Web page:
Independent Contractor Records You Absolutely Must Keep

Perhaps the single-most greatest indicator of a business’s ability to pass an independent contractor audit by Department of Labor & Industries (L&I), Employment Security Department (ESD), or the IRS, is the business’s record-keeping practices.

Businesses with poor or inadequate record-keeping will invariably have serious compliance deficiencies under applicable law, while businesses with strong record-keeping systems and processes will gain auditors’ trust and will often sail through audits.  At a minimum, such businesses are likely to obtain the best possible audit result.

So how are your record-keeping practices? Do you have the following records, among other things, on file?

  • Independent Contractor Agreement
  • Completed W-9
  • Contractor’s UBI number
  • Copies of contractor’s letterhead, invoice, business card, website and other marketing materials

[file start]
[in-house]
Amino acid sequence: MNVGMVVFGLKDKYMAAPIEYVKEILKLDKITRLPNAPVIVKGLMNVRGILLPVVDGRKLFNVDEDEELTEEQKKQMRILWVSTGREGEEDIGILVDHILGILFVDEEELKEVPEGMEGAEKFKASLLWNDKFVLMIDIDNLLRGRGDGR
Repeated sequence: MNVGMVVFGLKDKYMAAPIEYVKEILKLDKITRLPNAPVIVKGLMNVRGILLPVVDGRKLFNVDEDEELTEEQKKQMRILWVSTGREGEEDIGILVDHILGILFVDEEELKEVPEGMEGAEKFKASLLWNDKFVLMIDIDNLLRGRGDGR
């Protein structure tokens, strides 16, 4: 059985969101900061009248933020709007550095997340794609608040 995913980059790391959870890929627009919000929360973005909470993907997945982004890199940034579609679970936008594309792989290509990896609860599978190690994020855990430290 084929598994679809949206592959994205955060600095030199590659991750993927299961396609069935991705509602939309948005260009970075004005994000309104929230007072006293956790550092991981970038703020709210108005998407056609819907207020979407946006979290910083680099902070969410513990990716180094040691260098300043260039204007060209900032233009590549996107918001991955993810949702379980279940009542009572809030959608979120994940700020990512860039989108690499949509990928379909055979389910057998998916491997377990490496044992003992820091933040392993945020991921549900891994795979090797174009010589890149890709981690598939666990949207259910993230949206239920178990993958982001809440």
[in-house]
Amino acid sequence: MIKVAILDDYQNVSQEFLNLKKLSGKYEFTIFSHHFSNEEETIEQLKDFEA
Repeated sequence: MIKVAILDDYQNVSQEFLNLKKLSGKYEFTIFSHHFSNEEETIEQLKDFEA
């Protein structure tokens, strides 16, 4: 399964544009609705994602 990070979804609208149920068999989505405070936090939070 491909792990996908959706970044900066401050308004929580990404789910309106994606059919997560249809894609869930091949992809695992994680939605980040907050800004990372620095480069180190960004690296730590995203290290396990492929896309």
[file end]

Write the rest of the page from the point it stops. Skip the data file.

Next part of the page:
• Contractor’s licenses/registrations (if applicable)
  • Work Orders & Statements of Work
  • Records showing contractor’s L&I account is in good standing (this does not apply just to construction subcontractors)
  • Time-keeping records (in some instances)
  • Proof that contractor has other other clients
  • Federal tax return or other proof that contractor pays federal taxes (invasive of contractor’s privacy, yes, but recommended by L&I)
  • Photo or other proof that contractor operates business from a qualified home office (invasive of contractor’s privacy,yes, but recommended by L&I)

If your business records are deficient with respect to the above, take time to promptly address these and other important contractor compliance issues.

For more information on how to comply with independent contractor obligations, consult with an experienced independent contractor law attorney, and check out 1099 Review™, Washington’s State’s first online independent contractor risk assessment tool and resource center

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